Final curtain

14th June 1996 at 01:00
Not too many years ago, an undoubted grandee of Scottish student drama bade farewell to his college by making a surprise appearance in the end-of-term production of The Tempest, coming on in the closing scenes to pronounce the stuff about drowning his book and breaking his staff, the latter completely without irony.

Last week Edward ("Ted") Argent ended his long, distinguished reign at the Royal Scottish Academy of Music and Drama with a production of A Midsommer Night's Dreame and I half hoped he would come on at the end, as the Master of the Revels, or the Epilogue. But no such trifling. Eight students, doubling and trebling as Court, mechanicals and fairies, are directed in the rarely-performed First Folio text. And as if this wasn't enough, much of the text is set to music. If you wanted one production to sum up the versatility of the training at the Royal Scottish Academy of Music and Drama, this could have been it.

Take Kirsten Campbell, for example. As Helena, she has her "straight", classical acting in the court. In the woods, deserted by her man, she makes an absolute belter of her ballad, the audience breaking in with applause too early, before her big finish.

In the amorous confusions, her skills at unarmed combat are only a part of a comic repertoire that shows fine timing, and an intelligent inventiveness. In the broader strokes of Snug the Joiner, she is an enterprising Irish odd-job man.

This kind of commitment, over the widest range, has always been Ted Argent's demand of his students, and it shows in the work they get when they leave. He is one of those lucky men of the theatre who can say, "If you want to see my memorial, look around you."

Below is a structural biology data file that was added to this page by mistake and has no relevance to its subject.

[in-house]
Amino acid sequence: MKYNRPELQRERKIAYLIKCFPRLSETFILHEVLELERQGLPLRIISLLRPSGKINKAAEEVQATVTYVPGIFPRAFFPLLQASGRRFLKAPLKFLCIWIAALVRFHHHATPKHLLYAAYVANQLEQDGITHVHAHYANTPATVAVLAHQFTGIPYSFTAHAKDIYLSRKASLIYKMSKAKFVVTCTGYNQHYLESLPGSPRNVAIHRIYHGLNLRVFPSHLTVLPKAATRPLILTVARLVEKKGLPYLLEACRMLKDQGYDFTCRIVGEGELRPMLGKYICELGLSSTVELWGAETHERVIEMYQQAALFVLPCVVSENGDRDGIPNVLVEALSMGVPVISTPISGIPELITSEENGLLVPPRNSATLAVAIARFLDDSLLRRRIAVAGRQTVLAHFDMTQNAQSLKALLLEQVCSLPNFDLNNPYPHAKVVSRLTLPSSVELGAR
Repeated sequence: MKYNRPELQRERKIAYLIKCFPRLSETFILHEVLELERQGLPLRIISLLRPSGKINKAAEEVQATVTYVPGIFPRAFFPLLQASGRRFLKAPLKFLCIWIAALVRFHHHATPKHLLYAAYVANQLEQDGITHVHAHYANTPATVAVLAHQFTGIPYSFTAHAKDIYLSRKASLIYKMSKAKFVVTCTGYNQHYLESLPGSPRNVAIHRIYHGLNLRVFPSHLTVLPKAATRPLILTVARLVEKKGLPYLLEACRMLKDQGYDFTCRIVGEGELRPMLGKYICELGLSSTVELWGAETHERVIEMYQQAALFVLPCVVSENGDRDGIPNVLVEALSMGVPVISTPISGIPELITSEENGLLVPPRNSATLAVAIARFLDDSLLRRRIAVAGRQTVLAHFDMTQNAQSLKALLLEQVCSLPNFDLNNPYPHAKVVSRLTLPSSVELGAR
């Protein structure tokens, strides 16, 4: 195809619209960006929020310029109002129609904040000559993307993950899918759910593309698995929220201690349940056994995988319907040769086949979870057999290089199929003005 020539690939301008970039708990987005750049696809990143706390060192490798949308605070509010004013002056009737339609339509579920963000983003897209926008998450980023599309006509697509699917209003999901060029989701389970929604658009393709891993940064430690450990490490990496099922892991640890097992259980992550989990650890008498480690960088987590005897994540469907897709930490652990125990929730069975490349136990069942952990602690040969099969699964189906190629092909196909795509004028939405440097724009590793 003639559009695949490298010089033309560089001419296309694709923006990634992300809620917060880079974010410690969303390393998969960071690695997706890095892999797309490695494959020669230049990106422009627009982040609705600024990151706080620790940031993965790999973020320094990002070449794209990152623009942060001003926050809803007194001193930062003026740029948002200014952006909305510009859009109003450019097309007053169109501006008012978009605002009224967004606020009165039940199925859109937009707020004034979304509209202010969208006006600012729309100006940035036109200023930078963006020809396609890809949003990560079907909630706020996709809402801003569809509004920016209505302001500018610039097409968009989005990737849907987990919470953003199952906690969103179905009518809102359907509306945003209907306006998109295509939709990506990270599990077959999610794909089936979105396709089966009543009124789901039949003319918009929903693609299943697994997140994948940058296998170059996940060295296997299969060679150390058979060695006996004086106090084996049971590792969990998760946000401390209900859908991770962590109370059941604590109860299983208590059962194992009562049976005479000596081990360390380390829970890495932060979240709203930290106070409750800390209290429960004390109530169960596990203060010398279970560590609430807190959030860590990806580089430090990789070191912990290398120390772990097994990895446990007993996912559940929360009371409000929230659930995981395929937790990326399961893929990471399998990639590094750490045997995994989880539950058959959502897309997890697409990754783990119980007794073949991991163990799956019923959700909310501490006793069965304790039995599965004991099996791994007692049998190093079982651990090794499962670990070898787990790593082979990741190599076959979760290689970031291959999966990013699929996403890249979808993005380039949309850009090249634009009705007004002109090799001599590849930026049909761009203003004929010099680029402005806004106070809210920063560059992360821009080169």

Visible Fictions Theatre Company are exciting interest, not to say controversy, with their tour of Pinocchio. For generations reared on the Disney story, Stephen Greenhorn's stage version of Carlo Collodi's bizarre fable comes as something of a culture shock.

The casual cruelty of Pinocchio's education, which begins by having his feet burned off and ends, a half-dozen nightmarish traumas later, by seeing his father drown, belongs to the 19th-century school of "improving" children's literature, that hoped to terrify the young, like Pinocchio, into being "obedient, hard-working and respectable".

Guy Hollands finds just the right cartoon style of production to usher us through these fantastic adventure, and he is greatly helped by Ashley Collishaw's unnatural, zombie-like Pinocchio. No child, but a stiff-legged, hunch-backed yobbo, until he learns, not good behaviour but servile obedience.

It is an extraordinary work, disconcerting in the sensationalism of event, and intriguing in its moral ambiguity. Not a barrel of laughs, it has to be said, but starting points for class discussion don't come much more pointed than this.

Pinocchio is at Fraserburgh on June 17, and Dundee, June 19-22.

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